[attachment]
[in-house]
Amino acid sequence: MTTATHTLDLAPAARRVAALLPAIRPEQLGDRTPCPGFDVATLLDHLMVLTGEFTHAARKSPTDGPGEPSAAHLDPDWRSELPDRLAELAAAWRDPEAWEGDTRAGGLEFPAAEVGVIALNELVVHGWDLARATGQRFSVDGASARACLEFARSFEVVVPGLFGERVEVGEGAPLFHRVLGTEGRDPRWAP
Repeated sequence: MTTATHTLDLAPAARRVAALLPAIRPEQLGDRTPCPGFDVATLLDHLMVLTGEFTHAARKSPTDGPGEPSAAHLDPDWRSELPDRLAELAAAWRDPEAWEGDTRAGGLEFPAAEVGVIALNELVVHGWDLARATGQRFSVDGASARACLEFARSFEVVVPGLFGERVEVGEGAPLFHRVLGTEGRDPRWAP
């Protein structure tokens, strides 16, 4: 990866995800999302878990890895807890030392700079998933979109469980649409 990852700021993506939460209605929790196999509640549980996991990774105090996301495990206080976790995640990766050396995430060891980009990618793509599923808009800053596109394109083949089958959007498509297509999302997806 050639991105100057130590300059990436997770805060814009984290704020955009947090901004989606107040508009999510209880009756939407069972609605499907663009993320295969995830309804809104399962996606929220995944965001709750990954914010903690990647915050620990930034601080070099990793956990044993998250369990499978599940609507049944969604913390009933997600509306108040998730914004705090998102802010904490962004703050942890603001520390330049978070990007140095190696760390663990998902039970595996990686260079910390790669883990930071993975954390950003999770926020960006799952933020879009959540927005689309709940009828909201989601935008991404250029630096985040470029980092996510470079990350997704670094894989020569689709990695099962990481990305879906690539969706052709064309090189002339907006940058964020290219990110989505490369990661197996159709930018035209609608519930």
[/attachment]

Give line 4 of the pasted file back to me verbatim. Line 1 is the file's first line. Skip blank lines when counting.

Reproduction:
């Protein structure tokens, strides 16, 4: 990866995800999302878990890895807890030392700079998933979109469980649409 990852700021993506939460209605929790196999509640549980996991990774105090996301495990206080976790995640990766050396995430060891980009990618793509599923808009800053596109394109083949089958959007498509297509999302997806 050639991105100057130590300059990436997770805060814009984290704020955009947090901004989606107040508009999510209880009756939407069972609605499907663009993320295969995830309804809104399962996606929220995944965001709750990954914010903690990647915050620990930034601080070099990793956990044993998250369990499978599940609507049944969604913390009933997600509306108040998730914004705090998102802010904490962004703050942890603001520390330049978070990007140095190696760390663990998902039970595996990686260079910390790669883990930071993975954390950003999770926020960006799952933020879009959540927005689309709940009828909201989601935008991404250029630096985040470029980092996510470079990350997704670094894989020569689709990695099962990481990305879906690539969706052709064309090189002339907006940058964020290219990110989505490369990661197996159709930018035209609608519930």